LOUISVILLE, Ky. (WDRB) -- The polls open at 6 a.m. Tuesday morning for primary day in Kentucky, and for the first time, U.S. Senator Mitch McConnell has a major opponent on the Republican ballot.
McConnell and challenger Matt Bevin spent Monday hopping across the state in an effort to round up votes.
Matt Bevin has spent more than $3 million to try to knock off the five-term incumbent and Senate Minority Leader.
But McConnell is already looking past Bevin and focusing on the fall campaign.
A crowd of supporters welcomed McConnell and his wife, former Labor Secretary Elaine Chao, as they launched their primary-eve blitz.
Polls show McConnell with a double-digit lead over Bevin, and it's clear he's already looking towards a fall showdown with likely Democratic nominee Alison Lundergan Grimes.
"Right here in Kentucky, the biggest race in the country because of the extra job my colleagues have given me as Republican leader of the Senate. You might say that I'm raising money for both sides. She's able to raise money because she's running against me. I'm able to raise money because I am me," said McConnell as the crowd laughed.
But McConnell knows it's no joke that national Democrats have placed a large target on his back.
"There's nothing the President and his allies would like better than to defeat the guy you're looking at," he said.
But Bevin insists McConnell won't even make it to the fall election.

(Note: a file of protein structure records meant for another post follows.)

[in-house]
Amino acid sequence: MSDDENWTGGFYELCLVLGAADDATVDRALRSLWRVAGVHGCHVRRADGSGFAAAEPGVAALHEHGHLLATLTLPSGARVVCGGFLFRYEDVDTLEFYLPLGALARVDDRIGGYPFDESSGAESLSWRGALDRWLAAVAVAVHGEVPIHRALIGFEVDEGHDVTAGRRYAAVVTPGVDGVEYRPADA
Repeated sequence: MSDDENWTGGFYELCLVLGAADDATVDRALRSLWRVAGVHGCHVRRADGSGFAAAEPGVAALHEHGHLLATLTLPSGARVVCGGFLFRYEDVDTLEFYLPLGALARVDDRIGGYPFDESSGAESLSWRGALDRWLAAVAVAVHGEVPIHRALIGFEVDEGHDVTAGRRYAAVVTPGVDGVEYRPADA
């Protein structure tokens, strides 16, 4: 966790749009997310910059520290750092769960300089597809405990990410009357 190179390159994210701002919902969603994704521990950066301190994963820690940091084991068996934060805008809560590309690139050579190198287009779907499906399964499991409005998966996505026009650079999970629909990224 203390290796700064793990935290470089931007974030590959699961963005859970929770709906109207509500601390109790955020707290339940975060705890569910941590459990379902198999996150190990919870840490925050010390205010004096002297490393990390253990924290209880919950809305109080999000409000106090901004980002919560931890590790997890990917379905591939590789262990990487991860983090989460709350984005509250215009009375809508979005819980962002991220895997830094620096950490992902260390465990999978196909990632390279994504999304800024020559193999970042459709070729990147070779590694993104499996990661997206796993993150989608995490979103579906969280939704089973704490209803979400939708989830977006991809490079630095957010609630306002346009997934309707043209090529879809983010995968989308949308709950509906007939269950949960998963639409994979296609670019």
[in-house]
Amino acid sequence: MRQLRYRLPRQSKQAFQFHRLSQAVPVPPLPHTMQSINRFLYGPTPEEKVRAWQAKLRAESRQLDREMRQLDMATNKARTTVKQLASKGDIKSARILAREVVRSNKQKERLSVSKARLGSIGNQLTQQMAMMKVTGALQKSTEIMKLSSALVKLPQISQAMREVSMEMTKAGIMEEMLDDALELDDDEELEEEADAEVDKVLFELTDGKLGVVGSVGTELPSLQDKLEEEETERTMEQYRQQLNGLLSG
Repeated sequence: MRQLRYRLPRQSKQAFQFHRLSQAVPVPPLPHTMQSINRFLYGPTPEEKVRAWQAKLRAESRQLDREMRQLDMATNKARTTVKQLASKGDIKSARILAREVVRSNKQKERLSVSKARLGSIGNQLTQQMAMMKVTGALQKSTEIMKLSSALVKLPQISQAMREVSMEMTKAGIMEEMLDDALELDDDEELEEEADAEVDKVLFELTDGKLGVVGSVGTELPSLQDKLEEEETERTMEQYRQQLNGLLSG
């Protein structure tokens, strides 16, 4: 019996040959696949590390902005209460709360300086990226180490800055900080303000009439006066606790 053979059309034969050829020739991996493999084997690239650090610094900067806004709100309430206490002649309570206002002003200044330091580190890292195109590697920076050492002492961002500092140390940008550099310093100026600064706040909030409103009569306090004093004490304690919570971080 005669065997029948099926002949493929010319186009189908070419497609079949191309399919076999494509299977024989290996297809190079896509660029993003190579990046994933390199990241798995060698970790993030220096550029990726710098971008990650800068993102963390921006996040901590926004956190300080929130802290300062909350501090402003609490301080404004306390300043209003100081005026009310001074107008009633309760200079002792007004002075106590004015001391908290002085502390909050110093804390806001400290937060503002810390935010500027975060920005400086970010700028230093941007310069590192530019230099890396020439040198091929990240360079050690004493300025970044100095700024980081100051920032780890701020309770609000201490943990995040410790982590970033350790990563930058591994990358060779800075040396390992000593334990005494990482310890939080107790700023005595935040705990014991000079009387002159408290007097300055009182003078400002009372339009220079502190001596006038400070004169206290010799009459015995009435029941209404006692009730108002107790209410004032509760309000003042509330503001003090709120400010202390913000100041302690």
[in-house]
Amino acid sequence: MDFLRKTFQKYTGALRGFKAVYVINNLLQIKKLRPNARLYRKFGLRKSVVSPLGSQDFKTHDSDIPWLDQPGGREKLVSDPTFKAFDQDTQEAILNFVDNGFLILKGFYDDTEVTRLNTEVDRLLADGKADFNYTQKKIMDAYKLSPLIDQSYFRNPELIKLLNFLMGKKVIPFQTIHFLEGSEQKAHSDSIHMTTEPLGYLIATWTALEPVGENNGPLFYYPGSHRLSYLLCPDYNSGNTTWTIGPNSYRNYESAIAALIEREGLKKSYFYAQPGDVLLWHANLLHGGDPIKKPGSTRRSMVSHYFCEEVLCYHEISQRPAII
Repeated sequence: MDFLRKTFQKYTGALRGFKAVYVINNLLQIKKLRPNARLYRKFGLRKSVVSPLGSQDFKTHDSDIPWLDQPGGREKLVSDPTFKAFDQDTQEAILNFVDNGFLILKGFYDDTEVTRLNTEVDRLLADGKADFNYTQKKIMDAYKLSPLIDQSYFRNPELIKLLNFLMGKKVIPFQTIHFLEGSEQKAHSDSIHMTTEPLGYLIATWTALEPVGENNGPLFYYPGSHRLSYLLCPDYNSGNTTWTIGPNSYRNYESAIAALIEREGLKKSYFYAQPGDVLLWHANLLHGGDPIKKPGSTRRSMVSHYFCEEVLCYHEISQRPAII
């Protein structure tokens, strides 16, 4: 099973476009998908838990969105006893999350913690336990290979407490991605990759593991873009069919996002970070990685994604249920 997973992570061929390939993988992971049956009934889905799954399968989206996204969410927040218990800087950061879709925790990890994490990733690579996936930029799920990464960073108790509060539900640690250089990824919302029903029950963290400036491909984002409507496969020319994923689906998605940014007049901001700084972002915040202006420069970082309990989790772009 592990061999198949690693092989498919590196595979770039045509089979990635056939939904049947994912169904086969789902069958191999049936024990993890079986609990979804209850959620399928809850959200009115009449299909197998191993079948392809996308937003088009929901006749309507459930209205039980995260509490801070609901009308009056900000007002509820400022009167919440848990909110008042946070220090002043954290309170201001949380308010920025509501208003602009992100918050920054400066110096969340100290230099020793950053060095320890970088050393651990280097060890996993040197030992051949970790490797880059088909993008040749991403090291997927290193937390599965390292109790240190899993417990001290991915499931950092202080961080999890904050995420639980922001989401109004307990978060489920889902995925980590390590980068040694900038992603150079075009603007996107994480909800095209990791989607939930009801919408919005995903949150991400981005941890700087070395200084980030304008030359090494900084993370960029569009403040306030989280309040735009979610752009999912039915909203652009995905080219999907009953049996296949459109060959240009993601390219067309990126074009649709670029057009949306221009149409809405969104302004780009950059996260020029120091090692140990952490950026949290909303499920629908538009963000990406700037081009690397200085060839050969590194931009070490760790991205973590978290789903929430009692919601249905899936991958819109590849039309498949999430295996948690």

He expects to pull the upset because the same polls that show him trailing in the race also show dissatisfaction with McConnell.
"Those very same polls show that there's somewhere between a 30 and 38-percent approval rating for Mitch McConnell, and that's every one of those polls that's been taken for the last two years. So, people are weary. They're fatigued of him," said Bevin.
But the question for Bevin is whether Republicans are fatigued enough to replace the man who could be the next Senate Majority Leader.
"We'll find out," Bevin said. "Because, I'll tell you, if there's not, then we are going to lose this seat. The odds of us keeping this seat in November with the absolute dispassion that exists for Mitch McConnell is slim to none."
But McConnell's message as he flies around the state on primary-eve is that he's the only one who can stand in the way of an unpopular president and the policies that, McConnell says, hurt Kentucky.
"This is going to be a big race with big consequences. It's important to America and important to Kentucky," McConnell said.
McConnell did not take questions from the press.
Bevin was planning a four-city fly-around Monday, beginning that in Bowling Green and ending tonight in Louisville.
Grimes is wrapping-up a 10-day, 50-county bus tour. She stops in Louisville tonight to officially open her campaign office.
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